A man who survived the deadliest shooting in U.S. history – and watched his father-in-law gunned down before his eyes (his wife’s aunt and cousin were among the wounded at the concert) – has filed a lawsuit alleging his employer discriminated against him by failing to accommodate his mental health condition when he returned to work. Los Angeles workplace discrimination attorneys can explain that while employers aren’t expected to provide opportunities for accommodation when a person can’t do what’s necessary to complete the core functions of the job, reasonable accommodations that don’t impose an undue hardship on the company are mandated by federal law.
The American Psychiatric Association first identified post-traumatic stress disorder as a named condition in 1952, though references to it date at least all the way back to ancient Greek literature. The reality is, it’s not uncommon for an individual to experience a traumatic event, and the APA estimates roughly 7-8 percent of all Americans suffer from PTSD. About 10 percent of women and 4 percent of men while experience PTSD in their lifetimes. It can afflict people who have seen the front lines of a war, but also those impacted by natural disasters, mass shooting casualties and interpersonal violence. PTSD rates are higher among soldiers than the general population, but the condition affects far more than military personnel.
Unless a person applying for accommodation requires some form of workplace accommodation during the application or interview process, he or she need not disclose a disability to an employer upfront. Disabilities only need to be disclosed when an employee requires accommodation to perform an essential function of the job.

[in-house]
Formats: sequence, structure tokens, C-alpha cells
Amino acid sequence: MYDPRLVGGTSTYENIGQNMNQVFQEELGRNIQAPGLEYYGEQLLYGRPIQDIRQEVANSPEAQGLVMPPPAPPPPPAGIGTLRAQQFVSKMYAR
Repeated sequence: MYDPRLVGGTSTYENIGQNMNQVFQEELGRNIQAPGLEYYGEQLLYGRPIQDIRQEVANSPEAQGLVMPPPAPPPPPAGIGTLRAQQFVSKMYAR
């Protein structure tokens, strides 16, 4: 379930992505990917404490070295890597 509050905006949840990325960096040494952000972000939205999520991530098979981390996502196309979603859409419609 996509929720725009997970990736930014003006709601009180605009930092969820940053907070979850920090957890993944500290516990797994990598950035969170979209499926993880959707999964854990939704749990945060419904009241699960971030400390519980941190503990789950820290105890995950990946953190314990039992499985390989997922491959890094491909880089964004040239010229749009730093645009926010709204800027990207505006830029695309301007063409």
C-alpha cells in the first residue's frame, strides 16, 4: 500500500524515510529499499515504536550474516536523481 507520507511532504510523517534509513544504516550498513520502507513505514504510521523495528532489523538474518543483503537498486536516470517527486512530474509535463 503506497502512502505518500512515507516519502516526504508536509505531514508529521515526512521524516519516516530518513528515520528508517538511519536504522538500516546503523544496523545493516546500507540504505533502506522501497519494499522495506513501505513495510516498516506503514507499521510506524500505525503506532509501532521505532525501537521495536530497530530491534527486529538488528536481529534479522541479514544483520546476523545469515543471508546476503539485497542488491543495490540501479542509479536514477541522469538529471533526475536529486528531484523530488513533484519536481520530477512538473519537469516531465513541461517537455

Refusing reasonable accommodations for PTSD, which is a mental health disorder, is a form of disability discrimination.
CBS News reports in this case, the man survived a shooting rampage in which 58 people were killed. He returned to work three weeks later at an elevator service company. By that time, plaintiff had worked for the company roughly three years and prior to the shooting was given a promotion and sizable commissions.
Upon his return, he suffered nightmares and insomnia. At a work event with loud, blaring music and nearly 800 people packed in, he suffered a panic attack. That was when he disclosed his condition to employers, who thereafter began treating him differently, he alleges. He was made to feel “miserable.” Managers characterized him as having a “bad attitude.” He was teased for leaving work early once a week to attend therapy sessions. One manager (who happened to be the daughter of the owners) characterized him as having “a God complex” because of him surviving the shooting. Soon thereafter, his managerial duties were stripped and his commissions slashed on more than one occasion without explanation. A co-owner of the company insisted plaintiff “suck it up” and that he needed to “get over it.”
Eventually there was a dispute over his reduced commissions and plaintiff was asked to leave the premises due to “unruliness.” In response, plaintiff told the co-owner his lack of empathy for him was stunning, as he’d allegedly never once been asked how he was, if he needed to talk, if his family was Ok. Instead, they did everything they could to push him out.
The other co-owner compared the worker’s suffering to her cancer diagnosis, which she survived. She accused him of having a personality disorder and said she had sucked it up, and so should he.
Disability discrimination attorneys know discrimination can take many forms. It’s best to discuss your concerns with an experienced attorney if you have questions about whether your condition qualifies.
Contact the employment attorneys at Nassiri Law Group, practicing in Orange County, Riverside and Los Angeles. Call 949.375.4734.
Las Vegas shooting survivor’s employer told him to “suck it up” and “get over it,” lawsuit claims, Jason Silverstein, CBS News
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California Cancer Discrimination: Employer Can’t Terminate on Basis of Diagnosis, Feb. 26, 2019, Los Angeles Disability Discrimination Employment Attorney Blog